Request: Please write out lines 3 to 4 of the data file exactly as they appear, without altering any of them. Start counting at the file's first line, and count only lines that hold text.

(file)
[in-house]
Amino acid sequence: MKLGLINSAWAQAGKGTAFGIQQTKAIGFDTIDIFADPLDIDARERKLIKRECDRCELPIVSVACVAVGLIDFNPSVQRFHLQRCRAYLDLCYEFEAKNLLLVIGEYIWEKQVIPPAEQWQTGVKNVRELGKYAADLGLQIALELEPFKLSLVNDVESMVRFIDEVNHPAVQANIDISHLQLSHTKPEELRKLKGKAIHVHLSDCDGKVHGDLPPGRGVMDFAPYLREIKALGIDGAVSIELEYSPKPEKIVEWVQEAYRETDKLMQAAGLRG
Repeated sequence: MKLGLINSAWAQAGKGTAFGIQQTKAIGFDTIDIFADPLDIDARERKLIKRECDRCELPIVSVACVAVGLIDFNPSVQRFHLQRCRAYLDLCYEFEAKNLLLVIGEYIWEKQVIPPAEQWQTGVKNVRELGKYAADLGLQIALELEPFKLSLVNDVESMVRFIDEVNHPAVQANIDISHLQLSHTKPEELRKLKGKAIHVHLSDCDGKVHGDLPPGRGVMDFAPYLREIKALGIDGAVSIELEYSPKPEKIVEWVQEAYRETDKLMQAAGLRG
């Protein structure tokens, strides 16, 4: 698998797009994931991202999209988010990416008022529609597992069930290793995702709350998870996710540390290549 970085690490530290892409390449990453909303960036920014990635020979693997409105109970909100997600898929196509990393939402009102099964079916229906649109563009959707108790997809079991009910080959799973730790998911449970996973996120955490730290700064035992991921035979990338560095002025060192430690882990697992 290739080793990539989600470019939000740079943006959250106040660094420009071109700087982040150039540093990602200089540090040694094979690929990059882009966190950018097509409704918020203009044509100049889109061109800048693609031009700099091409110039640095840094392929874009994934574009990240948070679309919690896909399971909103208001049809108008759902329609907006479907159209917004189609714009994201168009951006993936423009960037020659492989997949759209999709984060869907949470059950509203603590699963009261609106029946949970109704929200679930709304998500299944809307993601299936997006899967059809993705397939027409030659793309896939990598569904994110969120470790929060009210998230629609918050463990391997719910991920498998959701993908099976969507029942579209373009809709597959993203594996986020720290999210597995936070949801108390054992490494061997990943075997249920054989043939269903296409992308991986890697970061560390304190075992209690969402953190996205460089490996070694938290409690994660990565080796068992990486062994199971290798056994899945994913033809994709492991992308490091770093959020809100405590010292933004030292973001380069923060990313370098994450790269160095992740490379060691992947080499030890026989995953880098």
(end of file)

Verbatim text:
Repeated sequence: MKLGLINSAWAQAGKGTAFGIQQTKAIGFDTIDIFADPLDIDARERKLIKRECDRCELPIVSVACVAVGLIDFNPSVQRFHLQRCRAYLDLCYEFEAKNLLLVIGEYIWEKQVIPPAEQWQTGVKNVRELGKYAADLGLQIALELEPFKLSLVNDVESMVRFIDEVNHPAVQANIDISHLQLSHTKPEELRKLKGKAIHVHLSDCDGKVHGDLPPGRGVMDFAPYLREIKALGIDGAVSIELEYSPKPEKIVEWVQEAYRETDKLMQAAGLRG
């Protein structure tokens, strides 16, 4: 698998797009994931991202999209988010990416008022529609597992069930290793995702709350998870996710540390290549 970085690490530290892409390449990453909303960036920014990635020979693997409105109970909100997600898929196509990393939402009102099964079916229906649109563009959707108790997809079991009910080959799973730790998911449970996973996120955490730290700064035992991921035979990338560095002025060192430690882990697992 290739080793990539989600470019939000740079943006959250106040660094420009071109700087982040150039540093990602200089540090040694094979690929990059882009966190950018097509409704918020203009044509100049889109061109800048693609031009700099091409110039640095840094392929874009994934574009990240948070679309919690896909399971909103208001049809108008759902329609907006479907159209917004189609714009994201168009951006993936423009960037020659492989997949759209999709984060869907949470059950509203603590699963009261609106029946949970109704929200679930709304998500299944809307993601299936997006899967059809993705397939027409030659793309896939990598569904994110969120470790929060009210998230629609918050463990391997719910991920498998959701993908099976969507029942579209373009809709597959993203594996986020720290999210597995936070949801108390054992490494061997990943075997249920054989043939269903296409992308991986890697970061560390304190075992209690969402953190996205460089490996070694938290409690994660990565080796068992990486062994199971290798056994899945994913033809994709492991992308490091770093959020809100405590010292933004030292973001380069923060990313370098994450790269160095992740490379060691992947080499030890026989995953880098």